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Super Sucker (2002)

Two door to door vacuum cleaner salesmen hilariously compete against each other.



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Cast overview, first billed only:
Howard Butterworth
Winslow Schnaebelt
Super Sucker Celebrity Spokesperson
John Seibert ...
Kate Peckham ...
Sandra Birch ...
Will David Young ...
Clifford (as Will Young)
Michelle Mountain ...
Bunny Barlow
Cy Suckerton II
Suzi Regan ...
Phil Powers ...
Tamara Thompson
Tom Spiroff ...
Anderson Brown


Two door to door vacuum cleaner salesmen hilariously compete against each other.

Plot Summary | Add Synopsis


A new comedy that doesn't blow... It sucks!



Motion Picture Rating (MPAA)

Rated R for sexual content | See all certifications »

Parents Guide:



Official Sites:



Release Date:

24 February 2002 (USA)  »

Also Known As:

Daft as a Brush  »

Filming Locations:

Box Office

Opening Weekend:

$172,500 (USA) (23 January 2003)

Company Credits

Production Co:

Show detailed on  »

Technical Specs

Sound Mix:


Aspect Ratio:

1.85 : 1
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Did You Know?


The first Super Sucker vacuum cleaner featured in the film is a commercial "Koblenz" upright. The later Super Sucker vacuum cleaner with the double headlights is a heavily modified "Fantom Cyclone XT" which was advertised on infomercials prior to this film's release. See more »


Howard Butterworth: I shredded their cat!
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Written by Ron LaSalle, Alto Reed and Jeff Daniels
Performed by Ron LaSalle
Produced by Alto Reed
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User Reviews

Fun, timely farce
2 February 2003 | by (Ferndale, MI) – See all my reviews

Being a fellow Michigander (with Jeff Daniels), I can see part of where this movie came from. It's a satirical look at Midwestern family values and sexual mores (like Daniels' other, more well-known, and overall better "Pleasantville"). Unlike "Pleasantville," where the attacks on sexual puritanism are subtle enough for some casual viewers to miss, "Super Sucker" is blatant.

The premise: A down-and-out vacuum cleaner distributor (Daniels) in a moderate-sized Midwest town (based on and shot in Jackson, Michigan) has been given 30 days to outsell his overbearing and obnoxious competitor. Whoever sells the most systems gets sole rights to distributorship. Daniels seems destined to lose -- the competition has much more advertising money, and is willing to throw any rules of fairness out the window -- until he discovers a special use for a long-discontinued attachment. He puts the attachment into rapid production, and offers it as a "special bonus" that only his distributorship has available. His fate changes radically, buildi ng up to a raucous farce of a climax.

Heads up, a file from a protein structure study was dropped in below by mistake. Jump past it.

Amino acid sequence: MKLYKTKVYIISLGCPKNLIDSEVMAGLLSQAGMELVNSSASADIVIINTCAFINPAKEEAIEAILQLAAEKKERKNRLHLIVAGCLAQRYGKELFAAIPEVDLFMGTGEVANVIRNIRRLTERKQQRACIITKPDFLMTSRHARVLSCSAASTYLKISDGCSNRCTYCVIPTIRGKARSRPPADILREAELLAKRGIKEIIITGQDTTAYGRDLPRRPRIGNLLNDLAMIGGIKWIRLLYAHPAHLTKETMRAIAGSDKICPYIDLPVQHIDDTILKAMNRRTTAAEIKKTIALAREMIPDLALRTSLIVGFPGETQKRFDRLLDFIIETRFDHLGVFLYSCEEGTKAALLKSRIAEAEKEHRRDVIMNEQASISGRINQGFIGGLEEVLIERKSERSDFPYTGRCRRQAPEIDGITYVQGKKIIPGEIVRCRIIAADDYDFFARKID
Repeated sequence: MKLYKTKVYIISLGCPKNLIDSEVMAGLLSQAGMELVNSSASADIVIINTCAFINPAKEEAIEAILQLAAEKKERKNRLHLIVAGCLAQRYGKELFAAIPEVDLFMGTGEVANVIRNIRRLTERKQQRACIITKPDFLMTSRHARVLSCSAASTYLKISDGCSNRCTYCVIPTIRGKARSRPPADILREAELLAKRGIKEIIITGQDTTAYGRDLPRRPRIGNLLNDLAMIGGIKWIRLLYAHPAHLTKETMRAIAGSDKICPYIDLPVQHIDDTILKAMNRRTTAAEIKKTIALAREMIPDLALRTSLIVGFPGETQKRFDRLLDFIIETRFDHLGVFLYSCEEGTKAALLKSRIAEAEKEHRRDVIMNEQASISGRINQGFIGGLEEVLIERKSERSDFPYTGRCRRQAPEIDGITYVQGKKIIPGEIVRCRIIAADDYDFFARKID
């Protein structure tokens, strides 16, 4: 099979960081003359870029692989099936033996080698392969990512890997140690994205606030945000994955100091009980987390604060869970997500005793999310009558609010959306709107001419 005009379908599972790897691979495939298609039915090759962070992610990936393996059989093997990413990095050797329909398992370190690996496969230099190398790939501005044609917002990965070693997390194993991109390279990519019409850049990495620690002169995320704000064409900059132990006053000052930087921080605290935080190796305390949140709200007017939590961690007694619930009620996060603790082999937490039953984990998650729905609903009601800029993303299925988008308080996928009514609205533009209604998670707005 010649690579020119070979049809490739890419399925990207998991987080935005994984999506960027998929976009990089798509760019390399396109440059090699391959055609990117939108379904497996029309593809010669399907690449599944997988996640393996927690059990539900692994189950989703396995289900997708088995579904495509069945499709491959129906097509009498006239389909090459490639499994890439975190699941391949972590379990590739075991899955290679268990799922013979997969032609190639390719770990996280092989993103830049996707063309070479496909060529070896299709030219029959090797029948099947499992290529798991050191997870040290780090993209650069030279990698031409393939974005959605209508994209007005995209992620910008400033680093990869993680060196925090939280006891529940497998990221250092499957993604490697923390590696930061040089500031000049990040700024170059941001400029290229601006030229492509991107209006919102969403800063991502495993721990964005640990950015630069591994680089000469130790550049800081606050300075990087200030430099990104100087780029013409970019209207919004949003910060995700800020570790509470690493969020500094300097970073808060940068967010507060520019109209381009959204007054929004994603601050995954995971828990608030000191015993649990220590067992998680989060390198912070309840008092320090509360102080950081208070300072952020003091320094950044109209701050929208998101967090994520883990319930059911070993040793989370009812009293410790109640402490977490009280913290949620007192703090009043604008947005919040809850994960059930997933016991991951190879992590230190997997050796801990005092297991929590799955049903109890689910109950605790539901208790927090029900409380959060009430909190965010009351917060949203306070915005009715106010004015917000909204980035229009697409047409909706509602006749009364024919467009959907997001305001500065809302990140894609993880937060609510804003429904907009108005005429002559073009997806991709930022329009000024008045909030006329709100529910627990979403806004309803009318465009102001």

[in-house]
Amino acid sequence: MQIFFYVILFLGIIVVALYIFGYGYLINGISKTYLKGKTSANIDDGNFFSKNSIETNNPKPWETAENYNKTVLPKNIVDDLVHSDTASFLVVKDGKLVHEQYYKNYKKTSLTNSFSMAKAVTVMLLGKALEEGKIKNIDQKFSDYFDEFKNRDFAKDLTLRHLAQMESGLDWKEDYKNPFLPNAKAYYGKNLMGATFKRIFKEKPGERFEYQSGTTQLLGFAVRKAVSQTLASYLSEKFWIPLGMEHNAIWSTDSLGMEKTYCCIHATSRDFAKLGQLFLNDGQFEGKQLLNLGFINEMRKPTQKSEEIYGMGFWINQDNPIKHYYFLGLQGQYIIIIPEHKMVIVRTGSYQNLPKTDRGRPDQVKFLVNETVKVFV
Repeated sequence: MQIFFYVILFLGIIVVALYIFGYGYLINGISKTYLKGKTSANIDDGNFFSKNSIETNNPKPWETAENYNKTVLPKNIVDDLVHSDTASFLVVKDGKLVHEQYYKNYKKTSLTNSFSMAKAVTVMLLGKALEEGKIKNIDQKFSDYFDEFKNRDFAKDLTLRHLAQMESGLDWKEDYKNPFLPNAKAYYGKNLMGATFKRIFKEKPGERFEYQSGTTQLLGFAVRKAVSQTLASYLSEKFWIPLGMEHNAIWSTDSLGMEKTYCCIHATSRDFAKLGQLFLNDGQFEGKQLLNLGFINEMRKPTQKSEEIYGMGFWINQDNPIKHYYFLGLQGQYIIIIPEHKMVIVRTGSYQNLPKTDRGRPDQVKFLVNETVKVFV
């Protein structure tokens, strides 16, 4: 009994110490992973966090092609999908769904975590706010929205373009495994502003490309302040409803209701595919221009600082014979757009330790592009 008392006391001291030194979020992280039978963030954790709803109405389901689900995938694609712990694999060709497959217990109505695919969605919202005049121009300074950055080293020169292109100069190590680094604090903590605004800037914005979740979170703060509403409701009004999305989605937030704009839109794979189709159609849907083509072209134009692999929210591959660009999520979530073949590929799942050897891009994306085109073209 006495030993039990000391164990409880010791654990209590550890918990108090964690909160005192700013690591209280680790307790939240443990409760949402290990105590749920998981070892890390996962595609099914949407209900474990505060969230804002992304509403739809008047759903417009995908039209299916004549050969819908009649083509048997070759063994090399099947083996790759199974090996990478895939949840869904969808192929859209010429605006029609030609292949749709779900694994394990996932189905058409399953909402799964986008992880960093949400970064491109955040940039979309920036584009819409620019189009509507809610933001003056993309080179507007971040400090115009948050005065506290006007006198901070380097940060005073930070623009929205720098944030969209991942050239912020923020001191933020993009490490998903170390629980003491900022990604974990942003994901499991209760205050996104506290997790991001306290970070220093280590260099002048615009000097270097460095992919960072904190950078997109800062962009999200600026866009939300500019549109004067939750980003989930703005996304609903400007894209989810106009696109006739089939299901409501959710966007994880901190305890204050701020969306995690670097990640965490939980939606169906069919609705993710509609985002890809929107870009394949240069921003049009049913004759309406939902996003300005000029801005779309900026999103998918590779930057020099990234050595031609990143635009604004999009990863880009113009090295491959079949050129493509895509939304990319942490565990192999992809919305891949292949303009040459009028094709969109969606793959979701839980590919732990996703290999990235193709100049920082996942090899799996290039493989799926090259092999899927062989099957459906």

The buildup is, in my opinion, slow, and bits are ham-fistedly predictable; the "cat" scene belonged in a Farrelly Brothers movie (and that's not a compliment), but it was thankfully brief. But once it gets going (around the midpoint), and writer/director Daniels decides that whatever real world logic he had been attempting to follow should be thrown out the window in favor of over-the-top absurdity, it has some truly comedic scenes. In a time when Michigan's sexual more pendulum appears to be swinging back to the left, the film is a nice push in the right direction. And, sociosexual politics aside, it's a darn fine piece of unpretentious independent comedy -- something we can never have enough of.

TV buffs will likely enjoy a cameo from Gilligan Island's Dawn Wells, making fun of her own stereotyping as Mary Ann.

Purple Rose fans will note that, except for bits of body-humor comedy and Daniels' affably hapless good guy (a persona he started with "Something Wild"), this is a much different film than Escanaba in Da Moonlight (also a good movie, although I enjoyed the play more). Like "Pleasantville," it has more national appeal ("Escanaba" was rife with Michigan in-jokes), and despite some of its stageplay-like shots, it's obviously based on a screenplay, with many more scenes and a much larger cast. I hope Purple Rose works out its own kinks in distributorship (leaving me wondering if Daniels' frustration here didn't contribute to "Super Sucker"'s premise), because these films deserve a larger audience than they seem to be getting.

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